Stompin' at suicide: Songwriter turns to hockey to deliver message of love, life

Kivalliq News Kivalliq Nunavut Canada story Larry Pegg The Hockey Project video suicide preventionLarry Pegg, top row from left, Meagan Stewart, Matthew Clement, Wyatt Brauer, Jenna Cholette and Jong Ah Park, and, bottom row from left, Cameron Pound, James Marino, Kohei Sato and Maddy Koughan participate in the Don't Stop Stompin' suicide prevention music video filmed at the Canadian International Hockey Academy in Rockland, Ontario, this past month. Photo courtesy Larry Pegg.

From Kivalliq News, March 26, 2014, Kivalliq, Nunavut, Canada
by Darrell Greer, Northern News Services

Hockey is Great! Life is bigger! That’s the message selected by a Canadian singer songwriter who knows the pain of suicide all too well, and who has turned to the game of hockey to spread a positive message to youths across the country and around the world. Larry Pegg released the music video Don’t Stop
Stompin’ this past month.

The piece is a unique hockey meets mental health video that pays tribute to Stompin’ Tom Connors and tips its hat to the Beatles, while sending out a message of never giving up on life.

Filmed at the Canadian International Hockey Academy in Rockland, Ontario, the video features 80 young hockey players from 11 different countries stompin’ out the Hockey Project’s anti suicide message.

The music video also features performer “Lucky” Ron Burke and the voice of the Ottawa 67’s, Dan Mooney.

Pegg remains a grieving father, having lost a daughter, Kelly, 20, to suicide in December 2007.

Larry said Kelly loved The Beatles and, although she never played organized hockey, loved to lace ‘em up and play shinny.

“We had a lake in our backyard, and we shovelled the ice off to become a community just by playing shinny,” said Pegg.

“We followed the NHL and Olympics and, as a family, gathered for the games.

“As long as a child has warm, comfortable skates, they can learn to skate.

“And the joy of skating is where the game of hockey begins.”

Larry said sport, in general, has been an expression of life for thousands of years. He said while Canadians enjoy many sports, hockey is the one game that truly brings people together.

“I see hockey as a uni form community around the world, he said. “The game splits ideological barriers and unifies people around one concept.

“I believe reaching kids should be mandatory and, if socialized sports is one way of doing that, so be it.”

Larry said Kelly always had a positive spirit, which made her death all the more shocking and stunning.

He said his daughter never suffered from alcohol abuse or drug problems.

“Kelly was a wonderful athlete and a typical child who played soccer and ultim ate Frisbee, and loved skating and playing shinny.

“I have a daughter who still lives, so I have to try to remain positive in the midst of this grief.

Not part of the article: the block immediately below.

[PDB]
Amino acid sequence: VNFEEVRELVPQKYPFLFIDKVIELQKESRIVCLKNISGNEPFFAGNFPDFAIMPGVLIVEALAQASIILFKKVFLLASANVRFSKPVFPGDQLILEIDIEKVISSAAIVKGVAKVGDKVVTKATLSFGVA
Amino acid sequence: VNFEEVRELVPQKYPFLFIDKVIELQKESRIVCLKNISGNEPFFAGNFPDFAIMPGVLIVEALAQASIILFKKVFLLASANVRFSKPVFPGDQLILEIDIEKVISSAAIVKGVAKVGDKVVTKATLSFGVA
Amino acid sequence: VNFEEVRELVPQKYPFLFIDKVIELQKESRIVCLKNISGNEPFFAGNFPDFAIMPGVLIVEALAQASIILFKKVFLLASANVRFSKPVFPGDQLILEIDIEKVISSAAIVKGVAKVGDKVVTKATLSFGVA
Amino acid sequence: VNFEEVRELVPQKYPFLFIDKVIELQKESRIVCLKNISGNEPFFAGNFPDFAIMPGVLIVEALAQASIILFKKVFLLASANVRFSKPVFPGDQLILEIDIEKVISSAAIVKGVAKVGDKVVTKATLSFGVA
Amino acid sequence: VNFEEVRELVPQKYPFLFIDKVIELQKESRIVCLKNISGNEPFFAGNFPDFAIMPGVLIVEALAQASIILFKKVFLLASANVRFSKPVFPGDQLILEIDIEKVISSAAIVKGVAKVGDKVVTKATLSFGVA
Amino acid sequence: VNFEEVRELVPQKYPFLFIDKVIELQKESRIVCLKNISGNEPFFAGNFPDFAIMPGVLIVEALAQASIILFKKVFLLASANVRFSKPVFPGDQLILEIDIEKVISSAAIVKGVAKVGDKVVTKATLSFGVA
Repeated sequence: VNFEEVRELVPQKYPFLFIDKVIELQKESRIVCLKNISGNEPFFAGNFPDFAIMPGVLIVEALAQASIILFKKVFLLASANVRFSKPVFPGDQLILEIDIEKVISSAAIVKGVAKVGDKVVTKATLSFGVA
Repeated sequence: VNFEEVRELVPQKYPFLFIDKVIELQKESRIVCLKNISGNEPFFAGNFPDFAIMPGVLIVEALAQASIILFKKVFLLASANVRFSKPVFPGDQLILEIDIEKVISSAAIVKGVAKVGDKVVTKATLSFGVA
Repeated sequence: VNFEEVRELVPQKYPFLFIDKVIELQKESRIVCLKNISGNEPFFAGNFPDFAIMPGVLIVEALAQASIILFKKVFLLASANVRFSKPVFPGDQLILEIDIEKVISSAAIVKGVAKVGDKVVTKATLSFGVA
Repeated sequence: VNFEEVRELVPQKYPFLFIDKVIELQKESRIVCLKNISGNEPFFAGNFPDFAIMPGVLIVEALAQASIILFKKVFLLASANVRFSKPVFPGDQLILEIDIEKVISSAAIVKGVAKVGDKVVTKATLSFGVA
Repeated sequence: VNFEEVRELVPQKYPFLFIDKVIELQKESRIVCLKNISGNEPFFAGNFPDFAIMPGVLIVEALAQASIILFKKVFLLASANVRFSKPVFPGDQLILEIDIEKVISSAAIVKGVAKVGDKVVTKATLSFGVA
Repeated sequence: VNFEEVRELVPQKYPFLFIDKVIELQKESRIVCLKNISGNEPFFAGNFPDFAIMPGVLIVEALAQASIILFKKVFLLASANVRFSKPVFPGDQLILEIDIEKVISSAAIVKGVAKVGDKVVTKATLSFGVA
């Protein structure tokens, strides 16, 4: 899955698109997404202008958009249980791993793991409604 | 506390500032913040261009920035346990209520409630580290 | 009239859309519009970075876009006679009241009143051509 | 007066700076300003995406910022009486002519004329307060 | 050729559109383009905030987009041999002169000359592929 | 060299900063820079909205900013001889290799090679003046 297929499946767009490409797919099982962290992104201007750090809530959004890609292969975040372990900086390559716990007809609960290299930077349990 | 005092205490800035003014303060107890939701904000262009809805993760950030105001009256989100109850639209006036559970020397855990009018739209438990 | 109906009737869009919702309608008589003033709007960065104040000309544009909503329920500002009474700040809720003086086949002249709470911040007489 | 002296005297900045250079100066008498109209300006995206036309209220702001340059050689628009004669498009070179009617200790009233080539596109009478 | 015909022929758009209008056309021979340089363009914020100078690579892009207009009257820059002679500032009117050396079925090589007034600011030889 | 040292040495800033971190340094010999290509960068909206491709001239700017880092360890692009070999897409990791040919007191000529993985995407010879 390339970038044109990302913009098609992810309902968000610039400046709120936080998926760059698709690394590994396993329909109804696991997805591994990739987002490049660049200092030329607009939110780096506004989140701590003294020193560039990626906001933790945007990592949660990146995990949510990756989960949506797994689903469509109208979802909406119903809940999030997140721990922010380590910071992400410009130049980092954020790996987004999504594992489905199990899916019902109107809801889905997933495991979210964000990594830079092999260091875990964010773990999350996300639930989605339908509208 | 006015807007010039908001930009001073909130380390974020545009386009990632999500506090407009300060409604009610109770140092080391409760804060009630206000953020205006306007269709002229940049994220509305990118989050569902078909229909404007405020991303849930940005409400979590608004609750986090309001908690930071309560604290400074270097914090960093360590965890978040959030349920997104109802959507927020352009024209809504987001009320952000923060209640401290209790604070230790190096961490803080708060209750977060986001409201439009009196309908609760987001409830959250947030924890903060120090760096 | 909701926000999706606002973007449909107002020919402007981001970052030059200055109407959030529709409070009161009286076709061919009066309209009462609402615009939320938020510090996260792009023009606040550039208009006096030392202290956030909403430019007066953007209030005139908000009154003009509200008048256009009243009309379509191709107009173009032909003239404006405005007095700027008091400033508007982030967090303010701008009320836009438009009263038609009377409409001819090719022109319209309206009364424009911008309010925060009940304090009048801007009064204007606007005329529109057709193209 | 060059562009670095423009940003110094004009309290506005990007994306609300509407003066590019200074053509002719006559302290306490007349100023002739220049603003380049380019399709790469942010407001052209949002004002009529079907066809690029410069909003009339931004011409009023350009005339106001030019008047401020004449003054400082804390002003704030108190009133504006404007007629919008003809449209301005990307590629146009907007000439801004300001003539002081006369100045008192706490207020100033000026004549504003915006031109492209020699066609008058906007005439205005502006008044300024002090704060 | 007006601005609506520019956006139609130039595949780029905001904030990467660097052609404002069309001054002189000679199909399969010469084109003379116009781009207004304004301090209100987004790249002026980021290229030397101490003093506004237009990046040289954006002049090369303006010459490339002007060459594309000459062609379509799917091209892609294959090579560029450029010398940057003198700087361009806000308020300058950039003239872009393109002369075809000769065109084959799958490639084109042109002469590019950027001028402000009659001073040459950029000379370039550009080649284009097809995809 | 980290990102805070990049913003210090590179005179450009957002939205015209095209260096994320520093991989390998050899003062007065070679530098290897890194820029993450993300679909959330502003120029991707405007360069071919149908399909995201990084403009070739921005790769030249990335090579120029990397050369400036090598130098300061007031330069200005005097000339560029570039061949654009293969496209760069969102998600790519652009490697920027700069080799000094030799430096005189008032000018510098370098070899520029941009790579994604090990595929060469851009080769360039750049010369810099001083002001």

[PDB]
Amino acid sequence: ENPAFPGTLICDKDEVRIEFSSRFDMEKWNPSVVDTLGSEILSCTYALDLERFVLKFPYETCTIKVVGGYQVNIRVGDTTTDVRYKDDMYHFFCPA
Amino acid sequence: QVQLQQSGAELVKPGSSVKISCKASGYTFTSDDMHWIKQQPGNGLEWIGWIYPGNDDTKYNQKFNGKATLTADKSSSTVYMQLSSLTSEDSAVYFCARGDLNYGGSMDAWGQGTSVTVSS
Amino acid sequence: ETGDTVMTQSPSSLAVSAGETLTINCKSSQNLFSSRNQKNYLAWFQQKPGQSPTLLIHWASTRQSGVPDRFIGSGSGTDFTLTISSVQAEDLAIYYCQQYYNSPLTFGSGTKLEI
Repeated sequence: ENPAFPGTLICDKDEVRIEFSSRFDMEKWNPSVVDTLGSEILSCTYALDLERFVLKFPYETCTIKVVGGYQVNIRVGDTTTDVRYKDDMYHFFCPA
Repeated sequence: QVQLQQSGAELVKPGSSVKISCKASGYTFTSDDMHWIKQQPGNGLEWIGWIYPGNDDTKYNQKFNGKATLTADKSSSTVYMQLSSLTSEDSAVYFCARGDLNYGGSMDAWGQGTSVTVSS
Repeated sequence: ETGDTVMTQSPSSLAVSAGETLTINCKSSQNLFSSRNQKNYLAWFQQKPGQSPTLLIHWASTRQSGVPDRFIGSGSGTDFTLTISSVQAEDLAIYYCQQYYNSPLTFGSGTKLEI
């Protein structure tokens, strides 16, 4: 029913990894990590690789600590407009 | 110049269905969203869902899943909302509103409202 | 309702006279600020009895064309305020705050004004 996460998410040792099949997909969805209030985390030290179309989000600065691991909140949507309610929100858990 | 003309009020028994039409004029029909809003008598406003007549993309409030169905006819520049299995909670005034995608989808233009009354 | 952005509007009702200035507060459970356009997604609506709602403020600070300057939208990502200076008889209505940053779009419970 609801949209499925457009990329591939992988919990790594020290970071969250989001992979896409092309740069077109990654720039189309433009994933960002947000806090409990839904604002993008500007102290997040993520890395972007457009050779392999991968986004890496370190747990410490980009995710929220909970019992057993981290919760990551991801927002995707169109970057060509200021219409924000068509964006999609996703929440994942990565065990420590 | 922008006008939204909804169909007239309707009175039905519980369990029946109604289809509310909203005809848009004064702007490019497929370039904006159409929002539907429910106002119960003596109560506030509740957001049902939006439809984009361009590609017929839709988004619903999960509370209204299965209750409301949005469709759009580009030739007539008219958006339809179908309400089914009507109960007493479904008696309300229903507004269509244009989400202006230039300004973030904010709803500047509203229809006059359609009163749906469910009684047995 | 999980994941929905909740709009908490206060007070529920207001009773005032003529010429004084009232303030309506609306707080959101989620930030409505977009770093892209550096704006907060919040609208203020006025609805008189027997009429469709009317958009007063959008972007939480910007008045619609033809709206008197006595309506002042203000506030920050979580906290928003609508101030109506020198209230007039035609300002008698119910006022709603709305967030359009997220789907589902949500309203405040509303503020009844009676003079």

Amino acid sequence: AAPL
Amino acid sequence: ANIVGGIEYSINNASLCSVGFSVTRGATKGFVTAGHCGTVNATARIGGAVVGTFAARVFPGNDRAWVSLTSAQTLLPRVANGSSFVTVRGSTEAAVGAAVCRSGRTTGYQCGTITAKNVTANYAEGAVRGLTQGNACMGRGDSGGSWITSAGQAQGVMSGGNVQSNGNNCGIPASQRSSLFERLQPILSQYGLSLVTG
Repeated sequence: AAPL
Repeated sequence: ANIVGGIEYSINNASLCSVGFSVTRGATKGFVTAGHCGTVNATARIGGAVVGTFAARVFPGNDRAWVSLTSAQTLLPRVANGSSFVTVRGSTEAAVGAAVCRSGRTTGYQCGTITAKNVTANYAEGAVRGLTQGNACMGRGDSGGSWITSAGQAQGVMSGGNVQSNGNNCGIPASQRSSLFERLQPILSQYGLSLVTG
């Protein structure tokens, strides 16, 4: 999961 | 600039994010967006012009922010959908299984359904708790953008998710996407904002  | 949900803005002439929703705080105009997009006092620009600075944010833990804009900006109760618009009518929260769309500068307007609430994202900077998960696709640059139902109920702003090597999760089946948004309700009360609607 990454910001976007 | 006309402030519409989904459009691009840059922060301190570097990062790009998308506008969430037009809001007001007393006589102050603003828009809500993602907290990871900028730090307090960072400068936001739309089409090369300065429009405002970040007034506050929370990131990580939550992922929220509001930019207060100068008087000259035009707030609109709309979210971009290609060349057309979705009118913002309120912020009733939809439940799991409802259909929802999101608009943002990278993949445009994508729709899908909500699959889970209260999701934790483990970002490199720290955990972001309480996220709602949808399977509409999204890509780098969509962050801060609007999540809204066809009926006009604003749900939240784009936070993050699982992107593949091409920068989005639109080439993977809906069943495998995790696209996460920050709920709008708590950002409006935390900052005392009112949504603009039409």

“I was with my songwriting partner, Edmund Eagan, when Stompin’ Tom died and I immediately came up with the line, don’t stop stompin.’

“Then we looked at whether we could celebrate the greatest hockey song ever written, and  turn  it  into  a metaphor on don’t give up on life, and the answer was yes.” Larry then came up with the concept of hockey is great, but life is better as a campaign to  bring  attention  to  mental health and suicide prevention through hockey.

His efforts fit in well with other campaigns with strong ties to the NHL.

Former NHLer Luke Richardson lost his daughter, Daron, 14, to suicide in Nov ember of 2010.
In 2011, the  Richard son family joined the Royal Ottawa Foundation for Mental Health, the Ottawa Senators and the Sens Foundation to launch fundraising efforts and take part in awareness cam paigns to try and inspire youth to talk about mental health.
Daron’s birthday, Feb. 8, is now known as Do It For Daron Purple Pledge Day, which asks people to wear purple (Daron’s favourite colour) in support of the Daron Richardson Fund.

NHLer Daniel Alfredsson has a sister with mental health problems,  which  prompted him to become an ambassador for the Royal Ottawa Hospital. Larry  said  efforts  like those began to make it clear to him that the hockey com munity really cares about the
issue.

He said that’s when he began to realize there was something bigger going on.

“We watch these kids win and lose on the ice and, while it’s no fun watching them lose, that’s part of life.

“But there’s no answer when you lose a child.

“The hockey community is one of passion, and I want to bring that down to the com munity level.

“That’s where I believe the concept of life is bigger has to grow from.”

Larry hopes the Hockey Project helps open new lines of communication for youth around the world.

He said the 80 kids who took part in the video all have a positive story to tell.

“They had a lot of fun, learned how to ice dance and took part in a music video.

“They even got marks for their participation.

“It’s a great story that gives me cause to be hopeful, even in the wake of what I experi enced in losing my child.

“When you lose a child to suicide, it sucks the life out of you and can cause hopeless ness to creep in.”

Editor’s note: Kaelan Collier of Rankin Inlet took part in the video, but was away at the Arctic Winter Games at the time of this story. Please see the April 2 edition for his thoughts on the project.

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